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  • January 25, 2018

COBOURG PENINSULA, GARIG GUNAK BARLU NATIONAL PARK – ARNHEM LAND

COBOURG PENINSULA, GARIG GUNAK BARLU NATIONAL PARK – ARNHEM LAND

COBOURG PENINSULA, GARIG GUNAK BARLU NATIONAL PARK – ARNHEM LAND 1024 438 Track Trailer

NOW: COBOURG PENINSULA, GARIG GUNAK BARLU NATIONAL PARK – ARNHEM LAND

An early start saw us over Cahills Crossing at 7.30am, two hours before high tide.  This causeway crosses the East Alligator River and has a notorious reputation for eating cars and for its crocodiles that eat humans.  We’d headed the warnings, crossed on the low tide and had breakfast on the northern bank.  We were in Arnhem Land with a transit permit to travel through to Smith Point Campground in the Garig Gunak Barlu National Park.

We called in to the Injara Art Centre at Oenpelli where local artisans work adjacent to the billabong in the shadow of some spectacular rock formations.  Local women collect pandanas leaves, dye them with local materials and weave them into baskets and mats sold in the art centre.

Oenpelli Billabong

As we travelled on we didn’t see another vehicle until we pulled to the side of the track to boil the kettle for morning tea.  Four work vehicles slowed to check we were ok and then we didn’t see anyone else until we arrived in Black Point Ranger Station.  Ten minutes later a tourist bus arrived so he must have been just behind us in the dust!

Stopped for morning tea

The road had trees down, washaways, large ruts and corrugations so it was a leisurely 5 hour trip to a delightful camp at Smith Point.

At low tide and after much prodding and poking we managed to spear two mud crabs for lunch.  At one stage a small reef shark came quite close and we considered whether flake would be an easier option.  Cut in half and steamed the crabs were delicious but it was hard work.

Victoria Settlement ruins are 25 kilometres across the bay from Black Point and only accessible by boat.  The settlement was established by the British in 1838 to prevent The Dutch and French expanding from the north.  The village had a Governor’s house, church, hospital and military buildings.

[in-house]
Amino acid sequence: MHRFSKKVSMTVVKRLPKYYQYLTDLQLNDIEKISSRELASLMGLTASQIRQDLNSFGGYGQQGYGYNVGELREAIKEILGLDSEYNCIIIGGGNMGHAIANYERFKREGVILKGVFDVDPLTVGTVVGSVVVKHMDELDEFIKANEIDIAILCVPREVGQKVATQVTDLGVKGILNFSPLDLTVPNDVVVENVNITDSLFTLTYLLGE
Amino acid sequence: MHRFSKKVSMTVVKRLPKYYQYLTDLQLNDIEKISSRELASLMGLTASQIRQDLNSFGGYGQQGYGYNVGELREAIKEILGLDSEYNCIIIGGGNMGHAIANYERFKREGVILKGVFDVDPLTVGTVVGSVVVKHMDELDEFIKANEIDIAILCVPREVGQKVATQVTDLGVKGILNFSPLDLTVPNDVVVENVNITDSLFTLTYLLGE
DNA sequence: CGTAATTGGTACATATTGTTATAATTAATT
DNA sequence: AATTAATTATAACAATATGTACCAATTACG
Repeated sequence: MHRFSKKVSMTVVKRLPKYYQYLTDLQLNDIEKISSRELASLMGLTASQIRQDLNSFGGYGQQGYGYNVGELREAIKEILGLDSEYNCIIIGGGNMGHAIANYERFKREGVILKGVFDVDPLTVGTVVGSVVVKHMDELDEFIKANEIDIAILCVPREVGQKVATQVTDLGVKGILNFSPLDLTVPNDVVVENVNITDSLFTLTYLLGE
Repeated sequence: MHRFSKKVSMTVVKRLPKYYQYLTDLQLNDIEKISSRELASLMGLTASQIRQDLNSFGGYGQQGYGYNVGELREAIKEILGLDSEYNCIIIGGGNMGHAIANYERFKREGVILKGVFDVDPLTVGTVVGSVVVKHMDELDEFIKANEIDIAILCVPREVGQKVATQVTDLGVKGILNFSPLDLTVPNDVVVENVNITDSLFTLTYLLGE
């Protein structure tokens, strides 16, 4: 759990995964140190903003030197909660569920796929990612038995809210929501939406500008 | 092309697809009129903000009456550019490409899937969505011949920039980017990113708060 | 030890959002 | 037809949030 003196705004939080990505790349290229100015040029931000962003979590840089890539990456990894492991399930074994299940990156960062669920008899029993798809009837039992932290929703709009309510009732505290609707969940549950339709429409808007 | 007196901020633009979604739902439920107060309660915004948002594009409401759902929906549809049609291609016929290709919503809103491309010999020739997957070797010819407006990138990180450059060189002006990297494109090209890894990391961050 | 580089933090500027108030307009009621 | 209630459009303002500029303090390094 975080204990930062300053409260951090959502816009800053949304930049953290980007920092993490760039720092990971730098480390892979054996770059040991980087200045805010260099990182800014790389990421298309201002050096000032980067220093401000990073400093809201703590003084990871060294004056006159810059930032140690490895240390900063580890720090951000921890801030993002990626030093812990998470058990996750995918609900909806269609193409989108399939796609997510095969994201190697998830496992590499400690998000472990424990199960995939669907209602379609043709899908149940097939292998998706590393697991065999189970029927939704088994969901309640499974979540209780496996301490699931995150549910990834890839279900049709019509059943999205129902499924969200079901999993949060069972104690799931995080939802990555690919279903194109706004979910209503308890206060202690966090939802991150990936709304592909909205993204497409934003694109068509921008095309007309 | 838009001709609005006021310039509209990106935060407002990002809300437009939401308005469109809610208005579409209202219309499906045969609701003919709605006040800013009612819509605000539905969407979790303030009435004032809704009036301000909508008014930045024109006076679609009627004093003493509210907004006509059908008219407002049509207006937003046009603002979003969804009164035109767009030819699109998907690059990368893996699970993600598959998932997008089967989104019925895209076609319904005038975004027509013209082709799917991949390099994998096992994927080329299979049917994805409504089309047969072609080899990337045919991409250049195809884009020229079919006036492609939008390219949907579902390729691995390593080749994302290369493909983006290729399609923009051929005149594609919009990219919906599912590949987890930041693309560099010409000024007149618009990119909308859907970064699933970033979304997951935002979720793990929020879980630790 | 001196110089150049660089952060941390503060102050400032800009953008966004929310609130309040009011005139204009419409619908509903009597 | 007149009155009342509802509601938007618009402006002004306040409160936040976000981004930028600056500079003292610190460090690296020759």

The remains of the Cornish chimneys for the officers’ houses, the hospital kitchen, magazine store, lime kilns and bakers oven still stand.  The timber sections of the buildings were destroyed by white ants and cyclones.

Around 100 people lived in the settlement during its 10-year history until insufficient fresh water and malaria saw 60 residents buried in the cemetery and the settlement abandoned.  However, the Macassan traders from Indonesia continued to trade with the local Aboriginal people and the Bentang cattle they traded for sea cucumbers still live in the park.

A bentang
A bentang

Despite the windy weather we managed some fishing in the afternoon.  A jewfish and golden snapper rounded off our day on the water with Cobourg Fishing Adventures which we had booked in Darwin before heading up to the peninsula.

At Smith Point a beacon built to guide ships into Port Essington and the Victoria Settlement still stands.  We had dinner at Smith Point watching the sun go down over the ocean and the moon rise behind us.

During the day we’d seen tracks in the sand where turtles had struggled up the beach and laid their eggs the previous night.  As we drove back to the beach to look for nesting turtles 2 red eyes glowing in the headlights on the track caught our attention.  A large croc was lying in the warm sand and he wasn’t happy about being disturbed.  We’d laughed at the Crocodile Crossing sign, but it was no joke!

One of our Anderson plug wires had come loose on our way into Smith Point.  3 days later we realised it had blown a fuse in the Tvan’s battery box.  No wonder the solar didn’t seem to be working at its usual rate and we’d had to use the generator.

There were several days on Cobourg when we heard no other human sounds other than our own.  We collected good firewood on the ranger’s advice and baked bread in the campoven followed by braised lamb shanks while watching the stars.

On our way back south we were both watching for the two sticks in the middle of the road that marked a big ditch that crossed right across the road.  Much to our surprise, the ditch was still there but there were two warning triangles attached to the sticks now.  The tide was higher on our way back from Cobourg and whilst the water wasn’t very deep the flow was much stronger at Cahills Crossing.

Cahills Crossing with a big flow

Our adventure to Arnhem Land ended with a camp at the Merle Campground near Ubirr in Kakadu.  There’s a big amenities block with tiles and laminated walls but the hot water wasn’t hot.  The Cobourg shower was under the tank stand with some colourbond sheeting for walls but the water was always hot!  Sometimes simple is much better.

NEXT: NITMILUK AND DAVENPORT RANGE NATIONAL PARKS

See you on the Emu Track

Cheryl and David

On The Emu Track in The Pilbara
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